My Wall Street Journal “Sightings” column for this week, which has just been posted online by the Journal in light of its timeliness, is a tribute to Nat Hentoff. Here’s an excerpt.
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When Nat Hentoff died on Saturday at the age of 91, one of his sons broke the news on Twitter. That might well have amused Hentoff, a technological Luddite who never abandoned the typewriter and never established a social-media beachhead. He might also have been amused—if grimly so—by the fact that many of his obituaries devoted more space to his latter-day career as a civil libertarian than to the writings about jazz with which he made his journalistic name. Sad to say, that makes perfect sense. Not only had the music that Hentoff loved best (he died listening to the records of Billie Holiday) ceased to be central to the American cultural conversation by the time of his death, but he was a First Amendment absolutist who lived to see free speech under siege in his native land, which explains why his impassioned writings about it should now loom so large in memory. Still, few who know his work at all well are in doubt that he will be remembered longest as one of the foremost jazz commentators of the 20th century.
To be sure, the word “commentator” doesn’t quite convey the nature and range of Hentoff’s jazz-related activities. Though he wrote his share of concert and record reviews in his youth, he wasn’t exactly a jazz critic, nor was he a scholar or a musician. Instead, he was something equally important—an intelligent enthusiast with good taste and a receptive ear. The National Endowment for the Arts summed him up well when, in 2004, it honored Hentoff with one of its Jazz Master awards, describing him as a “jazz advocate.” In that capacity he was nonpareil: No writer did more for jazz.
Hentoff himself believed that “if anything I’ve written about this music lasts, it will be the interviews I’ve done with the musicians for more than 50 years….My hope is that some of them become part of jazz histories.” That was just what happened. One of the last living links to the founding fathers of jazz, he knew and interviewed most of the great musicians whose paths he crossed through the years, and a considerable number of the familiar quotes and anecdotes that long ago passed into the common stock of jazz reference can be traced back to his pieces….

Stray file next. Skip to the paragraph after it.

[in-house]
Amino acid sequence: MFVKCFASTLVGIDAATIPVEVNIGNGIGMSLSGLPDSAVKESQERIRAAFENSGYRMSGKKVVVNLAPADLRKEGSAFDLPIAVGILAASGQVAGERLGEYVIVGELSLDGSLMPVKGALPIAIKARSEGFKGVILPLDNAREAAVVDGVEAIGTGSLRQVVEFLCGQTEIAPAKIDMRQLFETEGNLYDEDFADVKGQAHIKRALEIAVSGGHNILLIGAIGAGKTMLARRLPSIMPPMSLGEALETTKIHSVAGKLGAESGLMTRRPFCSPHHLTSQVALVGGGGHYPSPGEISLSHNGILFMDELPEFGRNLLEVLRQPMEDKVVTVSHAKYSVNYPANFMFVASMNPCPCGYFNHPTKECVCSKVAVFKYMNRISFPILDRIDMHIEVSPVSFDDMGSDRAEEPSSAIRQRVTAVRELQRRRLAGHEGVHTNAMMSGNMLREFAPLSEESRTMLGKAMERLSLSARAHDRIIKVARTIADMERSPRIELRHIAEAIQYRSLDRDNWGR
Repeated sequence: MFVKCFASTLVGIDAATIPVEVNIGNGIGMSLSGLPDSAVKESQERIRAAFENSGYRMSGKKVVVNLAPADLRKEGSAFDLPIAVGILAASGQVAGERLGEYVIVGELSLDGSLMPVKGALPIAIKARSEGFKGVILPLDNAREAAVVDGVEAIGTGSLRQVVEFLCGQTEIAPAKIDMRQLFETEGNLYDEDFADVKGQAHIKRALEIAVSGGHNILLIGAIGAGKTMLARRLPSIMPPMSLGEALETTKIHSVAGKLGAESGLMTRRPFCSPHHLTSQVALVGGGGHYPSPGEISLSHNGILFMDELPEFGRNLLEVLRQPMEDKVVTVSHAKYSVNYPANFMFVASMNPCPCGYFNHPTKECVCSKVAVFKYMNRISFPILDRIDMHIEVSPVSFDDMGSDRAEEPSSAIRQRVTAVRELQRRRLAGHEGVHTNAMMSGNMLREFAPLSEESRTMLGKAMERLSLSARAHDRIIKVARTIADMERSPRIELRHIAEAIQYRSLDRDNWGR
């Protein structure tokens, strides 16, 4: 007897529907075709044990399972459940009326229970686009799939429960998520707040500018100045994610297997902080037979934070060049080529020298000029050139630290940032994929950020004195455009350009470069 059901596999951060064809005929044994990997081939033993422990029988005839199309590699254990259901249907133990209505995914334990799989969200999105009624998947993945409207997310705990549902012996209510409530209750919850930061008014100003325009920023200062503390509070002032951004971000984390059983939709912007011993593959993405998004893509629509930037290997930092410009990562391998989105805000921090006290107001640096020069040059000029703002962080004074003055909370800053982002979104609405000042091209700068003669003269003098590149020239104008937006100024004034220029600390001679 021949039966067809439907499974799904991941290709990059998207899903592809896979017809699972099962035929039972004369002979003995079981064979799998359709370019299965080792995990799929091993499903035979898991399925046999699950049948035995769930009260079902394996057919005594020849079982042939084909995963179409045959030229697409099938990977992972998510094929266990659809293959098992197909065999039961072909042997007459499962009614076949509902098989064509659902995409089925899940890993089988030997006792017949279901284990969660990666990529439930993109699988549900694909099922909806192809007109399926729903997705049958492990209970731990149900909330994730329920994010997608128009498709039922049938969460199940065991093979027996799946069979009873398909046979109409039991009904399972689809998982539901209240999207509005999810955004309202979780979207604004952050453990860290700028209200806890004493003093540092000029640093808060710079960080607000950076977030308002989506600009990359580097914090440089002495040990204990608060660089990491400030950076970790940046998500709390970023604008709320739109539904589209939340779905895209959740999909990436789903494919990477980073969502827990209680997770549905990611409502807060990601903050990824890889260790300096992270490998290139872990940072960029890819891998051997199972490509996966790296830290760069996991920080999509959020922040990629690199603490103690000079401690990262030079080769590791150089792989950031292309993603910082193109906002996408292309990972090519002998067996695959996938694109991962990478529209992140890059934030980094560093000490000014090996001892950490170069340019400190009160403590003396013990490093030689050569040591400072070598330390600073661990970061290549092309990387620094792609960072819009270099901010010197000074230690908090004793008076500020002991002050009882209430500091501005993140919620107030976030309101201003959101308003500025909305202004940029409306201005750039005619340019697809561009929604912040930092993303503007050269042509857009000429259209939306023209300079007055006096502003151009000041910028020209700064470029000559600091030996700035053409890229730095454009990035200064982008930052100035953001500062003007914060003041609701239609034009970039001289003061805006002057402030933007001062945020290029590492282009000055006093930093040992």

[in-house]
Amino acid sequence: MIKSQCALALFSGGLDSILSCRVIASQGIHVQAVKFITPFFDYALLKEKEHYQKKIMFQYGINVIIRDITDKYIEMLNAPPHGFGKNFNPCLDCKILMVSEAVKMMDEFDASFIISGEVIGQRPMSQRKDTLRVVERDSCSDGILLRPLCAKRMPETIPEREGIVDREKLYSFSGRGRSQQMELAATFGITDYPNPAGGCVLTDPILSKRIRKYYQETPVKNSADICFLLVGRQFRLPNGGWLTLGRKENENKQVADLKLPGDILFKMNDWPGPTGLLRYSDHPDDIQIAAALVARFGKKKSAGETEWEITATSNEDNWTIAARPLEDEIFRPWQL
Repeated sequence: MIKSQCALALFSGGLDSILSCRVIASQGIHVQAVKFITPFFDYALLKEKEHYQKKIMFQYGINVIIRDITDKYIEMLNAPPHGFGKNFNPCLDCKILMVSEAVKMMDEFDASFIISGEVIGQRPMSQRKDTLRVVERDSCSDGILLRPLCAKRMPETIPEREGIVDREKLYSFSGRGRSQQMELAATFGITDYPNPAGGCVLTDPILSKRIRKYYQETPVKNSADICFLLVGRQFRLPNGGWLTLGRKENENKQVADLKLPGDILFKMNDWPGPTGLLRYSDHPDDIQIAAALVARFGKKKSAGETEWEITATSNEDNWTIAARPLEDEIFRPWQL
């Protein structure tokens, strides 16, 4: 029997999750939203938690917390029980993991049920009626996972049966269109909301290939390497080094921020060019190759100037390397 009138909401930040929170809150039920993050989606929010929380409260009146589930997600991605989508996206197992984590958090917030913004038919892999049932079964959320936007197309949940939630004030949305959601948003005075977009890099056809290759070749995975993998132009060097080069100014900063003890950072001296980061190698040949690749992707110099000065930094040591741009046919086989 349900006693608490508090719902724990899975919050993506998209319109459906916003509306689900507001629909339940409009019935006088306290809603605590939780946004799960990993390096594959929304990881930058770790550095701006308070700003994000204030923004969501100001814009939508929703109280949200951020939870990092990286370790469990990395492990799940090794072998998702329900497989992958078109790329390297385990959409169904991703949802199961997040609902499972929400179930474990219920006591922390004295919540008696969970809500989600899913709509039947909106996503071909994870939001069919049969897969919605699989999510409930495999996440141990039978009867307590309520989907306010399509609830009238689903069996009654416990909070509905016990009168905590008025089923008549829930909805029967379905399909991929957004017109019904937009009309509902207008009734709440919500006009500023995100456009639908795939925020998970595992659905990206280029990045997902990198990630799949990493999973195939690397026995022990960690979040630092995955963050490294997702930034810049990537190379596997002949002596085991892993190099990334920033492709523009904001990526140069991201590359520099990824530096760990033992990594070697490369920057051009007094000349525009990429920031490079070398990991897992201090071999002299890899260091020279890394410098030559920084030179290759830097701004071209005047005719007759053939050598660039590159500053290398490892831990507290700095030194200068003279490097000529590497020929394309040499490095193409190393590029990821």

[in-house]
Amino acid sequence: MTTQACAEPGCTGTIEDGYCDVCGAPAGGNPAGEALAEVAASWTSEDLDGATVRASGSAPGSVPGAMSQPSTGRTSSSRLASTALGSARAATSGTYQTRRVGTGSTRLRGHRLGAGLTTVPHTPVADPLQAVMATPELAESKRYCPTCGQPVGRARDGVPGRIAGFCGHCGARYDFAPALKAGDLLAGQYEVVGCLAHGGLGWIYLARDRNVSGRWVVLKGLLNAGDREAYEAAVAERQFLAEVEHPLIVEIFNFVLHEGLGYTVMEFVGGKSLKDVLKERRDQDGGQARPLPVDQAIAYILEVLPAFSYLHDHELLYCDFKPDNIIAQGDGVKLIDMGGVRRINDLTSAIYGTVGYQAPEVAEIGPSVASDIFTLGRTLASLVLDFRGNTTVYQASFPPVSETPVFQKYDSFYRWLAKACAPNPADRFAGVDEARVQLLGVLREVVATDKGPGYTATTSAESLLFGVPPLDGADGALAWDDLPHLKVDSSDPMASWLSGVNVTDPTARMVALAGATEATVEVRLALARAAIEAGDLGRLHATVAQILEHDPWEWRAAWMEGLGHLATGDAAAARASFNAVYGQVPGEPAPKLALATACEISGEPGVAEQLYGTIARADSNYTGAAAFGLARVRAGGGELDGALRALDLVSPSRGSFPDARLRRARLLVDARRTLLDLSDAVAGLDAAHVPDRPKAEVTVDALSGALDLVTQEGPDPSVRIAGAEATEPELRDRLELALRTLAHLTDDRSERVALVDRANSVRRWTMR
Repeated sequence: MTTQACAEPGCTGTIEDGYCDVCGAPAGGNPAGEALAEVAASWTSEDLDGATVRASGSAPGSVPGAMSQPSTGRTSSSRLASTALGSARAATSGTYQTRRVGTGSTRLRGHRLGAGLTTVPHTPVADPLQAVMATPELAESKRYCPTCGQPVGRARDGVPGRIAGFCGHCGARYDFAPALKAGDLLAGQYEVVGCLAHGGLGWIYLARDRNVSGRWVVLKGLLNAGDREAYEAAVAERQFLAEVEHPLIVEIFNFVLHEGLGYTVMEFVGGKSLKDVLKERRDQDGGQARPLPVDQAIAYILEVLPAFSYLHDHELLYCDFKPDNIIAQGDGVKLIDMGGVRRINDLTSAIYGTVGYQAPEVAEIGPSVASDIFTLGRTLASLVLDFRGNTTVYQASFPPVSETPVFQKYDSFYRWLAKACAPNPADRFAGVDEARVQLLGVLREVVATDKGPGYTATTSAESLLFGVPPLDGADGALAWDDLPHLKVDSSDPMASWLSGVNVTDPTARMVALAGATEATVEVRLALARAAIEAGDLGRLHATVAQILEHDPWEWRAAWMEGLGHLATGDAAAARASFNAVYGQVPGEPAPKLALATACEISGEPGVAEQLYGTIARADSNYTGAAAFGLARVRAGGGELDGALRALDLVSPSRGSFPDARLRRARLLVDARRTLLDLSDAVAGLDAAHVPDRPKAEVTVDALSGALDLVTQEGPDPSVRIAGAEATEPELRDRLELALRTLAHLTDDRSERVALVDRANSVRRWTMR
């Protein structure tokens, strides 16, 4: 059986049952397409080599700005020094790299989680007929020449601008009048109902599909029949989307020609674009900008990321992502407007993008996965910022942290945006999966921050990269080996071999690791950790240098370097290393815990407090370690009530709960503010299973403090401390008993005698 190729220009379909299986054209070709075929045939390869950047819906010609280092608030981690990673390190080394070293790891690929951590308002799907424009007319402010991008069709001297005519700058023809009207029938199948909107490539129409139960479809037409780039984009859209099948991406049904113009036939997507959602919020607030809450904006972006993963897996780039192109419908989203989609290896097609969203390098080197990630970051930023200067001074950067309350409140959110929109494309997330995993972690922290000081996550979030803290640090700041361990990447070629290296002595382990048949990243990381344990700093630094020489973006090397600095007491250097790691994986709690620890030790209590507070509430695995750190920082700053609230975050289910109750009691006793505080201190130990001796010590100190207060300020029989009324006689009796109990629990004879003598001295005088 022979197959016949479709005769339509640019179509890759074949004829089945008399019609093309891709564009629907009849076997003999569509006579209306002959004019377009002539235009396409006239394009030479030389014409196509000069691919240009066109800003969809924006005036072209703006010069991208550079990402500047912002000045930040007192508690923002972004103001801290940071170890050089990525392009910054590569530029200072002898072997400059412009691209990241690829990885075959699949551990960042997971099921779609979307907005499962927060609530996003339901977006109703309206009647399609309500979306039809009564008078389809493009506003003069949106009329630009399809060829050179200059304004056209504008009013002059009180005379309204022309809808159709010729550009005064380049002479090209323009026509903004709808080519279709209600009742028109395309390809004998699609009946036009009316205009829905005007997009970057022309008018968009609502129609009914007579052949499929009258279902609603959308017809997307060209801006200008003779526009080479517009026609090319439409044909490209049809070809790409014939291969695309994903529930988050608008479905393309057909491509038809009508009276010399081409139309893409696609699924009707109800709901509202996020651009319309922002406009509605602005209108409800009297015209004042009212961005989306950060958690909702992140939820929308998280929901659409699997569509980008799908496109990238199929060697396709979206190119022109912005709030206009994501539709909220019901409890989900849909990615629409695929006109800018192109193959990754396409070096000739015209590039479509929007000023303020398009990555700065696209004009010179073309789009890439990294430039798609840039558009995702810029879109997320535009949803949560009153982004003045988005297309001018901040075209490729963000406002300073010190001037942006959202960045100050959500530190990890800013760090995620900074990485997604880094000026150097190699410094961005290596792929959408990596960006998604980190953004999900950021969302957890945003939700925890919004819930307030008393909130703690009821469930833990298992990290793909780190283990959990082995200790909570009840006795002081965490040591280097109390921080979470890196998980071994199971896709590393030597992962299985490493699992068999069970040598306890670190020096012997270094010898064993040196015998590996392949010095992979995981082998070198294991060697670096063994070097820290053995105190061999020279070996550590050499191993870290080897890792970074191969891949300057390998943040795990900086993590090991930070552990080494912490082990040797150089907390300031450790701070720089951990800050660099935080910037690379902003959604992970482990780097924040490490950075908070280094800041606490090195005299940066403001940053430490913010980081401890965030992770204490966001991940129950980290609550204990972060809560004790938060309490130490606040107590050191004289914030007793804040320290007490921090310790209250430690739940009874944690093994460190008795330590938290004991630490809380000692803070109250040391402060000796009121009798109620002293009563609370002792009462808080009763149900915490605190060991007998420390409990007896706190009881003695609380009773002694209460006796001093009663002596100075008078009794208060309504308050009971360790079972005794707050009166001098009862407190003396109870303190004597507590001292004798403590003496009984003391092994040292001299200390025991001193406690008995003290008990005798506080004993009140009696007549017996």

He wrote about many other kinds of artists, among them Ray Charles, Bob Dylan and Bob Wills, for the Journal and virtually every other newspaper and magazine of consequence. But it was jazz that spoke most strongly to him, and it may well be that his signal achievement as an advocate was to help choose the roster of musicians who performed on “The Sound of Jazz,” the legendary 1957 TV special on which the illustrious likes of Holiday, Count Basie, Roy Eldridge, Coleman Hawkins, Thelonious Monk, Gerry Mulligan, Pee Wee Russell, Ben Webster and Lester Young were seen playing in a casual jam-session setting. “For me, it was a jazz fan’s fantasy come true,” Hentoff recalled 50 years after the show first aired on CBS. It was also a priceless gift to posterity: To this day “The Sound of Jazz” continues to be widely regarded as the finest jazz program ever telecast….
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Read the whole thing here.
A complete kinescope of “The Sound of Jazz,” originally telecast live by CBS on December 8, 1957: